February 25, 2018

The Advocate's Toolbox

Book Reviews from Young Adults

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You’ve heard of the Follett Challenge, right? The grand-prize winner will receive $60,000 in Follett products and services. More than 100 educators have applied and sent in their three- to five-minute videos, and voting is now officially open. And here’s a shameless plug: the home of our teen reviewers, Patrick F. Taylor Science and Technology Academy, is one of the applicants, and it sure would love to have you vote for its video submission. The video with the most votes is up for a $5,000 prize; voting closes on March 18, and you can vote every day.

SMITH, Jennifer. This Is What Happy Looks Like. Poppy. April 2013. Tr $17.99 ISBN 9780316212823.

This Is What Happy Looks LikeGr 9 Up—This book is about a small town girl and a hot superstar sensation. I know it sounds like the typical tale of the most popular guy falling for the not-so-popular girl, but there’s actually more to the story. Unlike most stories, Ellie and Graham meet through an emailing mistake, not some random encounter on the streets. Unbeknownst to Ellie, she becomes pen pals with a heartthrob actor, and they send their deepest thoughts back and forth. However, Ellie isn’t all too excited to find out that the most wanted guy in America is in love with her, and she even seems to try to hold back from returning his feelings. But why? This novel depicts the complications of love and the trouble the media always causes for celebrities in love.

Overall, I loved this book because of the chemistry between Ellie and Graham. Despite their differences, I felt like they were meant for each other. Plus, Ellie seemed to be a more independent heroine compared to others in a similar situation. Instead of immediately accepting Graham, she thinks about the effect it’ll have on her life. She also tries to reason with herself about the whole idea of it before deciding whether to be with Graham. Another thing that was an interesting touch was the whole conflict with the media and paparazzi. In all, I really enjoyed this book despite the fact that I’m not usually fond of romance novels.—Vy M. age 14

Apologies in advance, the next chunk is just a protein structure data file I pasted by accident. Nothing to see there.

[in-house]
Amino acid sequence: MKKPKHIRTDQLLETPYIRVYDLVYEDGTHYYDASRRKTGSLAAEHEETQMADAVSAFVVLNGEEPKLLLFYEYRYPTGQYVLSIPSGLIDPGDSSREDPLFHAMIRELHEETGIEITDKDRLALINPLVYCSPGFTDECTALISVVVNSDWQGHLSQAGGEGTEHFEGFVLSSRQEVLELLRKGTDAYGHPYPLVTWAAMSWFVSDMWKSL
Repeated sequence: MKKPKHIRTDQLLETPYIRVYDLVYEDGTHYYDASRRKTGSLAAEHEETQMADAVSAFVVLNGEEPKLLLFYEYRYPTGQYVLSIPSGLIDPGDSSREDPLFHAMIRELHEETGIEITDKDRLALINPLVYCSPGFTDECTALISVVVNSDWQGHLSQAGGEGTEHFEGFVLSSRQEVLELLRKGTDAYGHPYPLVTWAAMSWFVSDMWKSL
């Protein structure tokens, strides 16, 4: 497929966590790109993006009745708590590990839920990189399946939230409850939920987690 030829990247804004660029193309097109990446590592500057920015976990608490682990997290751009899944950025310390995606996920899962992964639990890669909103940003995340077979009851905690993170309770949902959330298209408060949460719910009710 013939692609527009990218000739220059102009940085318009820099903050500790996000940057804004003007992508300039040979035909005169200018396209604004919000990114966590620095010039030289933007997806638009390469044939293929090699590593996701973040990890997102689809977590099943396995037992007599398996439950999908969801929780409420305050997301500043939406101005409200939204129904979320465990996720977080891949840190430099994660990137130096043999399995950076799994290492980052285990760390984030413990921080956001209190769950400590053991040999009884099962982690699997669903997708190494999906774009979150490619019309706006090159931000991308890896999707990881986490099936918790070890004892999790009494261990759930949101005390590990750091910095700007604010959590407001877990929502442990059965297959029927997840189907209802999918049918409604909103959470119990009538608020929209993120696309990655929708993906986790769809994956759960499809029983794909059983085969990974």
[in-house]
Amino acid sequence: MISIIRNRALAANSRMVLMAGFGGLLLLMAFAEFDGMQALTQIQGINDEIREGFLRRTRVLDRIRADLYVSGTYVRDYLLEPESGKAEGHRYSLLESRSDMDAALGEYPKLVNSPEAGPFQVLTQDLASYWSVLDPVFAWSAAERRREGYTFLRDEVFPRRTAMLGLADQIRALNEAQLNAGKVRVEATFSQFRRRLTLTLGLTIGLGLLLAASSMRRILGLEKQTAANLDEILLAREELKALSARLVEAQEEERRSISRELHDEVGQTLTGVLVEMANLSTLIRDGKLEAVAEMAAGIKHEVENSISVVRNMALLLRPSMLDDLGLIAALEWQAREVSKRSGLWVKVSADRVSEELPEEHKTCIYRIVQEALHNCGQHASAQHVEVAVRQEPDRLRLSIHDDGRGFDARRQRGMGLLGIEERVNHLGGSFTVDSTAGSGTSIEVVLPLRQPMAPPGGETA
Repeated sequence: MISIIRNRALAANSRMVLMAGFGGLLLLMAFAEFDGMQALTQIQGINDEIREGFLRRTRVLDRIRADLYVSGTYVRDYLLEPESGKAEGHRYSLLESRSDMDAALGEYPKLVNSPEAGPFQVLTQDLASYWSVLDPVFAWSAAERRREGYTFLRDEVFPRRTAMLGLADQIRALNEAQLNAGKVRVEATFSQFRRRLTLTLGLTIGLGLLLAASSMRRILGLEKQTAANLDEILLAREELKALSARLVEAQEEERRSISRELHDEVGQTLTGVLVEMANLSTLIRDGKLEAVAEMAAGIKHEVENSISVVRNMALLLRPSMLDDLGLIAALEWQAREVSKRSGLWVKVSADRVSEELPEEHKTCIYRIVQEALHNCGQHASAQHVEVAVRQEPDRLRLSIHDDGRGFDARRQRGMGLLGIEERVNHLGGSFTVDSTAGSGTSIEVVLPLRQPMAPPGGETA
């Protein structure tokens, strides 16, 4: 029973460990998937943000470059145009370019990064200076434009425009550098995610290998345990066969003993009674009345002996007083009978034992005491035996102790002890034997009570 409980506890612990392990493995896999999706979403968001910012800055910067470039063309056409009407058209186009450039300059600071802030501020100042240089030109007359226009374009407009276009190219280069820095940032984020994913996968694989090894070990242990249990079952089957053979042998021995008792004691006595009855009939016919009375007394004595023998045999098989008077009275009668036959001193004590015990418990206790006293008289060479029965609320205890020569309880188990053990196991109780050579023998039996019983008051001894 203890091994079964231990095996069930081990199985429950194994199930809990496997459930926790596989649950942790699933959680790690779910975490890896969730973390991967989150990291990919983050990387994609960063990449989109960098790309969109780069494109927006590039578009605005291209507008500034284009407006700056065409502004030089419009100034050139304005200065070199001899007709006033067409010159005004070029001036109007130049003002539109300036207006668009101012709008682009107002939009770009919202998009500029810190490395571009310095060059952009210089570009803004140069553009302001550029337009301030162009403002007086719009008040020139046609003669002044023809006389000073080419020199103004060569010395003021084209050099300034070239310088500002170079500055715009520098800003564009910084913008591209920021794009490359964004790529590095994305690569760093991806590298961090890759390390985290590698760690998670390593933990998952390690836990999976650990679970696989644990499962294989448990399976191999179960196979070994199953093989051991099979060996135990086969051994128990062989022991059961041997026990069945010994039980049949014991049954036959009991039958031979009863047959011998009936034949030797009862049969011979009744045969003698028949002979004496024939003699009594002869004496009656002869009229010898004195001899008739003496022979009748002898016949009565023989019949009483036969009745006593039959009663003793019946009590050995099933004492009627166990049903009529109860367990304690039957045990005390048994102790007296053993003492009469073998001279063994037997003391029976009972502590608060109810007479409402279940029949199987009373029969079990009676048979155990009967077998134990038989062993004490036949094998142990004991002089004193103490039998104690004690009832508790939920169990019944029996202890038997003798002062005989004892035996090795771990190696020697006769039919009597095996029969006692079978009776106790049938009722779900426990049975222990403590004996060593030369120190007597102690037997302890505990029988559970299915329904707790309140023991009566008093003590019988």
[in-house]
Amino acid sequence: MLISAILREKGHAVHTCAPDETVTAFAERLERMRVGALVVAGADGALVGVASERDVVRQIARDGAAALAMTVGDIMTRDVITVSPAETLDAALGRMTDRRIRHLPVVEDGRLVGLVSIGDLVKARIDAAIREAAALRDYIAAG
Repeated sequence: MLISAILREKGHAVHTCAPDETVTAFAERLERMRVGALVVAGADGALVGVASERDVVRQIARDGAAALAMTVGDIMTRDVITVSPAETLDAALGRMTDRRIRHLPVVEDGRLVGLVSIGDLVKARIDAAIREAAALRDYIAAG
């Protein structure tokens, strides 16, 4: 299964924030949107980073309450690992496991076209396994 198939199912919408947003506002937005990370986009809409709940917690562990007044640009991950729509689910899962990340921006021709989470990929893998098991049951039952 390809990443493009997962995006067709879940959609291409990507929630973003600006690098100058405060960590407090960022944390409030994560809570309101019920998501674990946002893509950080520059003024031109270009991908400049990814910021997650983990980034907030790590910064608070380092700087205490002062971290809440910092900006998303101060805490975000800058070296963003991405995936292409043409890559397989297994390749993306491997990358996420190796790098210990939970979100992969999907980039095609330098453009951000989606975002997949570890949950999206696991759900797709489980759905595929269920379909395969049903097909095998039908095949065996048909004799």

LAWSON, Shandy. The Loop. Hyperion. April 2013. Tr $16.99. ISBN 9781423160892.

Gr 9 Up—Ben and Maggie are stuck in a time loop that’s like a scratched record. They’re forced to live out the same events each time around, hoping that this time they’ll escape, or die trying. Yet even if they die, they just restart the two-day period again. No matter how hard they try, it seems fate just wants them to die. But not everything is bad—throughout the course of their journey, they fall in love over and over again, making these days the worst, and yet the best ones of their The Looplives. If only they can bend fate to their will.

This book is as good as I hoped it would be. The story of their two-day journey through Louisiana is excellently told. The author tells a story of a loop without a single bit of repetitiveness. Using this concept, the story could be expanded in different ways, allowing parallels or sequels to be made from it. I would reread this story as often as Ben and Maggie relived those two days.—Dylan V. age 14

WILLIAMS, Katie. Absent. Chronicle. May 2013. Tr. $16.99. ISBN 9780811871501.

AbsentGr 9 Up—Absent is about a girl named Paige, who falls off the roof of her school during a physics class and dies. Now she’s a ghost, confined to the high school campus. She isn’t alone though. Brooke and Evan are two students who also died at the school. They spend their days walking the halls and sitting in on different classes. But soon, Paige hears an awful rumor before her best friend and parents hear about it—she did not commit suicide! But what can a ghost do? Paige discovers her amazing ability to possess people and uses this to her advantage. The outcome, however, isn’t so successful.

This author’s creativity with her version of the afterlife was interesting. The background and emotions of the ghosts were a great mystery and are what allowed for an aha! moment toward the end of the book. Readers who like a story to unravel will enjoy this short read.—Paris E. age 16

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